Atlatl, an Early Force Multiplier
A cunning little device, the atlatl was an innovations that added that crucial few feet of range to any hand-thrown projectile. An Atlatl is defined by Merriam-Webster as: ‘…a device for throwing a spear or dart that consists of a rod or board with a projection (such as a hook) at the rear end to hold the weapon in place until released.’ Add to that the principle of leverage, and a consequent improvement in projective power, and you have another minor human innovation adding a stage in the steady arms race of mankind.
In principle, a standard atlatl comprises a shaft with a cup or a spur at the rear into which a dart or projectile is fitted. It can be weighed at the end nearest to the spur or cup in order to add flex, or ‘whip’ in the shaft to add additional momentum to the projectile. Typically it is held by the thrower at its extremity, with a finger or two stabilizing the projectile, and when thrown, additional force is imparted to the projectile that allows it to be thrown over a long distance. The projectile is usually flighted, and in skilled hands, can achieve speeds of projection of upwards of ninety miles-per-hour.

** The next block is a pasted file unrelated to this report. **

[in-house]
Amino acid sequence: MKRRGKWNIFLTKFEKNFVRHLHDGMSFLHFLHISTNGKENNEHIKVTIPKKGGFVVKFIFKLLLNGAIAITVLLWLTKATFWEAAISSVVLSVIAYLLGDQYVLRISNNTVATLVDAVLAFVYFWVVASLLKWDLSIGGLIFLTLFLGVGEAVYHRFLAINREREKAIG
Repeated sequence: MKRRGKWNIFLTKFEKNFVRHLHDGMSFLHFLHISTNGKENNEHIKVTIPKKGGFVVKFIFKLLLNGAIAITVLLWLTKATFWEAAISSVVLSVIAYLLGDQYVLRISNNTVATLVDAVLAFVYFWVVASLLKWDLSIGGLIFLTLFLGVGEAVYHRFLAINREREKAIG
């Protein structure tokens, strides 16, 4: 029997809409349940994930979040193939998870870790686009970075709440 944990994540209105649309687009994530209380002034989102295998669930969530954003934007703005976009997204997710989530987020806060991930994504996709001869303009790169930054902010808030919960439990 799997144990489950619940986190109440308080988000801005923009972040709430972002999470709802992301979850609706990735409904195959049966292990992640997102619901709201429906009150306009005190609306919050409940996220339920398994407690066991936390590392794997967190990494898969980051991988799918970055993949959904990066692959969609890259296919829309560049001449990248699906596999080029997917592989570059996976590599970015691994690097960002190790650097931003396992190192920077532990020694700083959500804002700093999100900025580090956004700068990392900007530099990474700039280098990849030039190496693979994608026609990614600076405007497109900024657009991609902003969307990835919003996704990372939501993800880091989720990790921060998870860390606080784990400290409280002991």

Atlatl, or variations of the same technology, appeared simultaneously in several parts of the world, although the word is derived from the Nahuatl language, spoken among the Aztecs, and it was the Aztecs who used it mainly as a weapon of war. Other societies, among them Inuit and various other native American peoples, used it primarily as a hunting weapon. The Roman’s and Greeks used a variation of the same theme, the Amentum, but this comprised a flexible thong as opposed to a shaft, looped at least once around the shaft of the projectile to impart a stabilizing spin.